Making a difference off the court and you’ve done well on the court there. You were an All-star and on the Cup winning team. What does it means to be recognized for your play there and can you explain what winning the cup means?

Well the Cup is kind of like a tournament before the playoffs… Normally if you win the Cup, the following season you get to move up within your organization. There’s Euro League, Euro Cup and Euro Challenge and all of these are different leagues within Europe but they are the top leagues. So next season my Cypress team will be able to compete in Euro Challenge. But for the All-star thing it was a fun time for my first one. I thought it was pretty cool and it made me wonder what they’ll do next year.

What’s the first thing you do when you come back to the states after a season abroad?

Ha, the first thing I do when I leave the airport is look for a Smashburger. I love Smashburger, I can’t tell you how much I love it. But for real when I get home I try to see my son as quick as possible because like I said, my family is big for me. After that it’s about finding a gym so I can start working out in the offseason.

You are still so young. Do you still seek an opportunity back in the states in the NBA or D-League?

Yes the more people that see me play between coaches and agents have said that I should do the D-League this year. It’s definitely been on my mind heavy this whole summer and coming up pretty soon I’m going to have to make a decision on the D-League. Or maybe I get presented with something else or I go overseas.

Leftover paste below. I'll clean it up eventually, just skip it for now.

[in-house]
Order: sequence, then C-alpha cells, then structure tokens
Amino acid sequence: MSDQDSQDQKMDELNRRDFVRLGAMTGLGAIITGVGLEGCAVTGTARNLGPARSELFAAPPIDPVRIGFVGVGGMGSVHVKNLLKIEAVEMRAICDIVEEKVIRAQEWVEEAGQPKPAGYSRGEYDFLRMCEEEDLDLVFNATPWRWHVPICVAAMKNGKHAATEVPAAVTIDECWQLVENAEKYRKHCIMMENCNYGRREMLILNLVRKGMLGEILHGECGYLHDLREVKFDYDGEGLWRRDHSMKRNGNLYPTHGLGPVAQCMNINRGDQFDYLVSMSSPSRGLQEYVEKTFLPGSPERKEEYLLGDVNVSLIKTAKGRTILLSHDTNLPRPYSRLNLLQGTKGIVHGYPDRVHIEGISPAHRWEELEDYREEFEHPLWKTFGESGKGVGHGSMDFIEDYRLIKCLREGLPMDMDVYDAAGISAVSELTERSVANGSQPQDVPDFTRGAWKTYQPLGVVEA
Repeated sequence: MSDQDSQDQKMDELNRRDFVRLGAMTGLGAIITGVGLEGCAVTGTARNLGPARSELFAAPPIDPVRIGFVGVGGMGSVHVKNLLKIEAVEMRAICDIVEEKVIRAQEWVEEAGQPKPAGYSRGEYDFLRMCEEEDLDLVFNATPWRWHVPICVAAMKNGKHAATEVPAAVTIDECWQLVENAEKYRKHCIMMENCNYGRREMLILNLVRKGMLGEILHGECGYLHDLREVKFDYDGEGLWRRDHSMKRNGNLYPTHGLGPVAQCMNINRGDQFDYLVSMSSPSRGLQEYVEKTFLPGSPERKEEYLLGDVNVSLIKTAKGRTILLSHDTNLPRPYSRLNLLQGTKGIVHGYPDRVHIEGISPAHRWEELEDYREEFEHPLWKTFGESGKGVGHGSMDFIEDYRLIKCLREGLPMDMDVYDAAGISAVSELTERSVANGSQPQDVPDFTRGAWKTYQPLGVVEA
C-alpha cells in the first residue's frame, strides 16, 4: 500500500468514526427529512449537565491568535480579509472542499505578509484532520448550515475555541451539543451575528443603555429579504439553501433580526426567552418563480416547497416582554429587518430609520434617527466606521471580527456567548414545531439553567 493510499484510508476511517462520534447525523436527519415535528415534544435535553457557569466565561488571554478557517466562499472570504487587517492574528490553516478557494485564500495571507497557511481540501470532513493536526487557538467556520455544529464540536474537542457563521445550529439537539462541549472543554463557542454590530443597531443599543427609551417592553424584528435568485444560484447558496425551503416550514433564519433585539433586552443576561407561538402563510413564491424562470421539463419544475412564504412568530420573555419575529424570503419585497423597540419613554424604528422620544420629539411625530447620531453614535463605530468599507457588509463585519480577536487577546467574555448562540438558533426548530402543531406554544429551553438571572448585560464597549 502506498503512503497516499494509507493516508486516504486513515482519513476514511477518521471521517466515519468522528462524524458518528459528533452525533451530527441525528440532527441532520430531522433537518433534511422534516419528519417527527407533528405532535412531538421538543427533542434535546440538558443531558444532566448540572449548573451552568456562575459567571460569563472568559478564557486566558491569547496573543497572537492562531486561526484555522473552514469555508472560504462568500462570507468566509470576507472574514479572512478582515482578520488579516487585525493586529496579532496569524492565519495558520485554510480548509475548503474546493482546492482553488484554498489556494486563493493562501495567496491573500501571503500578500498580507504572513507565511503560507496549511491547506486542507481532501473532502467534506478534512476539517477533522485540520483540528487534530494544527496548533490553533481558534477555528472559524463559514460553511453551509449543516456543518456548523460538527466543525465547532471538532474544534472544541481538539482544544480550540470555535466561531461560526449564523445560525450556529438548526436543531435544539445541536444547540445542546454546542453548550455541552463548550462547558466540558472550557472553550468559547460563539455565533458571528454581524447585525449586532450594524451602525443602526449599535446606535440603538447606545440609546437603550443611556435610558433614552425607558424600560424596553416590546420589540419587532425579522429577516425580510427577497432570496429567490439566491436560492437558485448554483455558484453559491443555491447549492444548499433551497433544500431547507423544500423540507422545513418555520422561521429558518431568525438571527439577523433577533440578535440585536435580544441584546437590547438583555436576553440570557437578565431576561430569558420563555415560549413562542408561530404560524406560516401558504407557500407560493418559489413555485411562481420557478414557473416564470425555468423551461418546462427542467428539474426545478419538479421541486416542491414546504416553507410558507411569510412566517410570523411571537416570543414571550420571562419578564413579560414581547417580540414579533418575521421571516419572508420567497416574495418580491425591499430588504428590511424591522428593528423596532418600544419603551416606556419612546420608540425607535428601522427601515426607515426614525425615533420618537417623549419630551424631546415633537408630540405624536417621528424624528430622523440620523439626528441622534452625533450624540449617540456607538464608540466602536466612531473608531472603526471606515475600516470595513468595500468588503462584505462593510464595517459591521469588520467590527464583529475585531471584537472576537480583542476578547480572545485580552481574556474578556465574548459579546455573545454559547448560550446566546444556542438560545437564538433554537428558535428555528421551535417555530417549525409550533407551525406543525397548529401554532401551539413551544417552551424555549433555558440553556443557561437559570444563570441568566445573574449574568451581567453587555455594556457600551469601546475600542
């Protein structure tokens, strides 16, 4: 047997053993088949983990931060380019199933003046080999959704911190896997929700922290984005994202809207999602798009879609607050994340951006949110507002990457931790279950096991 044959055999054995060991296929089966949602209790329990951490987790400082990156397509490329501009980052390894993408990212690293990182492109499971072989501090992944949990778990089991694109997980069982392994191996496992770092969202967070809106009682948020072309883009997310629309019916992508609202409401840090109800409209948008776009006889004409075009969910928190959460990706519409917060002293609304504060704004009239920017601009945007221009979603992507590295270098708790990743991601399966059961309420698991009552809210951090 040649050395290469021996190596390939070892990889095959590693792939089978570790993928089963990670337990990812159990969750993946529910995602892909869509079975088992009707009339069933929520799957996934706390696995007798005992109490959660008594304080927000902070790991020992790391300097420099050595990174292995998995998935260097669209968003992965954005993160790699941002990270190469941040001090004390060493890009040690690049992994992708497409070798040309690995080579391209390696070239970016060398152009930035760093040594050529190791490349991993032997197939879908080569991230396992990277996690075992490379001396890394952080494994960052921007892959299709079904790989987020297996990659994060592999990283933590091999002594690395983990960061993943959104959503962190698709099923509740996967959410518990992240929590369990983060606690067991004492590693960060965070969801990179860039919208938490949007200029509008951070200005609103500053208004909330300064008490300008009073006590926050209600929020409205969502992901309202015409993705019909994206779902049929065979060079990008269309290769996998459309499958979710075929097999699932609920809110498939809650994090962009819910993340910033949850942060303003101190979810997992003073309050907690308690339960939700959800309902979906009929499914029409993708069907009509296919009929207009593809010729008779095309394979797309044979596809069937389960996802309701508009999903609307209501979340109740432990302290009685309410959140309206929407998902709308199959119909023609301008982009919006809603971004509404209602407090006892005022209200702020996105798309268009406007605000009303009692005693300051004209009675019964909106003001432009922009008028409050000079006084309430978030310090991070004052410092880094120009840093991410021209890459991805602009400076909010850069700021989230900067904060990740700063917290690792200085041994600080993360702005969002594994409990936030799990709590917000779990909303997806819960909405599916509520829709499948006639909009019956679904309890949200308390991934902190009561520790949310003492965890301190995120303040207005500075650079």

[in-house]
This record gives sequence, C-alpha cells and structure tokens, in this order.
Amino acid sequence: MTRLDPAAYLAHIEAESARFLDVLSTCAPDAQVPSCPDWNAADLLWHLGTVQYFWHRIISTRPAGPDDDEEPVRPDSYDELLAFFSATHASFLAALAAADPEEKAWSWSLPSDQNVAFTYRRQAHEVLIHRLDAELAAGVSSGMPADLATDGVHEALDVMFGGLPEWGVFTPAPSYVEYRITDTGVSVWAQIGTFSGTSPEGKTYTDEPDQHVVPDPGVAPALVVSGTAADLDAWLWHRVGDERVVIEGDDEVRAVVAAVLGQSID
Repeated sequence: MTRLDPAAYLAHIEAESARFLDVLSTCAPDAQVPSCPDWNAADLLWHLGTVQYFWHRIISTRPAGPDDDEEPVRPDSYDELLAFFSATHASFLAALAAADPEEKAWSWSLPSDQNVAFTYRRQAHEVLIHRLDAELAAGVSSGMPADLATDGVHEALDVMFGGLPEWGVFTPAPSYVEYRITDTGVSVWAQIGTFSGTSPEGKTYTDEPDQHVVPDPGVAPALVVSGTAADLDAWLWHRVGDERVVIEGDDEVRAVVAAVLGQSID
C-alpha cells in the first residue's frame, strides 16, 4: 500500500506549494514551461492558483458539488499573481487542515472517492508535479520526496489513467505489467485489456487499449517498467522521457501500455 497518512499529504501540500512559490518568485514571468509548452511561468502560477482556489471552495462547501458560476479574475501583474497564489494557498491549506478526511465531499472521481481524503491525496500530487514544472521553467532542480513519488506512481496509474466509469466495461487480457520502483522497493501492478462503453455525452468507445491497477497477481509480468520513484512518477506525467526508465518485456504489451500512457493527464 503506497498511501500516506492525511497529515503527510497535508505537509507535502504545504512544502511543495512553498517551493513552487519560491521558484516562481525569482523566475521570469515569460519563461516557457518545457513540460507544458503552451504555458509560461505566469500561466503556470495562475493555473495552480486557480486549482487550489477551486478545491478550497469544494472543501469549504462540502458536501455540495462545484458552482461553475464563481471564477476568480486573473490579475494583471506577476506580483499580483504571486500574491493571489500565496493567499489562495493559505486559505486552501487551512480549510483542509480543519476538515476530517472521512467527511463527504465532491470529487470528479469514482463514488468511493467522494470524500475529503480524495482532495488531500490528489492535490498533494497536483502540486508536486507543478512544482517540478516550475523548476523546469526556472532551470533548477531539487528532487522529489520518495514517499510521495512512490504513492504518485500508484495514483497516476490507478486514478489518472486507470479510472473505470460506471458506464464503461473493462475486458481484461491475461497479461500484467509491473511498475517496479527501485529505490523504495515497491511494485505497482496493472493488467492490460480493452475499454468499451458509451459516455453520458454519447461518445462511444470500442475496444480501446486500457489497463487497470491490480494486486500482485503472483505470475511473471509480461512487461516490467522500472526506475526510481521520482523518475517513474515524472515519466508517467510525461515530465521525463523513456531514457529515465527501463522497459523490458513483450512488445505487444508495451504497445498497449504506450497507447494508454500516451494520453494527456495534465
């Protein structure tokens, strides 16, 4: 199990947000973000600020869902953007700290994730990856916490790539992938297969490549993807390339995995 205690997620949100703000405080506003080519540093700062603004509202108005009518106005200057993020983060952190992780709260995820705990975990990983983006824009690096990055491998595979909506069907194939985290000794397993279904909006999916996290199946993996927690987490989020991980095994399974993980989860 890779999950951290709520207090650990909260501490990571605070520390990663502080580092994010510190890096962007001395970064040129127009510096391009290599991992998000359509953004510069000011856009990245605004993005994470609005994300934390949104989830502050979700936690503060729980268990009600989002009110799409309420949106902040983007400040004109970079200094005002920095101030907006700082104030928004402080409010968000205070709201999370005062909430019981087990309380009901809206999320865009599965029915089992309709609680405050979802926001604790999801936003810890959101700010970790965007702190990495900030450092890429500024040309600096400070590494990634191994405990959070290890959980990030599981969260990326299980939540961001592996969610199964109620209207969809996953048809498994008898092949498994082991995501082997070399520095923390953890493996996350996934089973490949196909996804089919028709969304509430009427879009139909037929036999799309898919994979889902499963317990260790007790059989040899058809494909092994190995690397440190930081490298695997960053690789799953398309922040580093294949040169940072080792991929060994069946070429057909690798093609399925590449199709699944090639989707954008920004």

Is there anybody you compare to currently in the league?

I’m kind of a mix between Stephen Curry and Russell Westbrook.

Oh that’s nasty.

Yeah, I have a 6’11 wing span. I’m 6’4, I love playing defense but on offense I’m an all-around player. I shoot the three very well with crazy range and I have a decent handle. I’m a team player that just wants to win at the end of the day.

How has your game evolved the most since college and what are you still working on?

Right now I’m transitioning from the shooting guard position to the point guard position. If I play in the NBA I know I am going to play some shooting guard because of my scoring and ability to defend the bigger the guards. But I want to play point guard–I think I have a huge advantage there because my team would be able to have more scoring and I can guard the shorter guys. I just think it would be a great situation for a team to have a guy that wants to play defense and wants to make sure his teammates are happy. A guy who wants to do certain things even if it doesn’t involve him–just do winning things on the court.

A couple quick hitters before you go…Toughest player you played against in college?

Toughest player I played against in college would have to be Kemba Walker.

Toughest player you played against overseas?

Michael James.

Favorite player of all-time?

Kobe Bryant

So is your favorite current player also Kobe Bryant?

Well Kobe hasn’t really played so right now it’s Steph. I love Steph man.

Who in the NBA currently would you most want to play one-on-one against?

Kobe because Steph wouldn’t play defense (laughing).

Biggest influence on you basketball wise?

My father.

Biggest influence outside of basketball?

My son.

Favorite book?

Dogs Don’t Tell Jokes.

Favorite social media platform?


Xbox or PlayStation?


Drake or Meek Mill?

Oh I have to go with my boy Drake representing for the light skin brothers (laughing).

Best rap beef of all-time?

Biggie and 2-Pac.

If you weren’t a basketball player what would you be?

Quarterback in the NFL.

Secret or not so secret talent you have?

That I could be a quarterback in the NFL (laughing).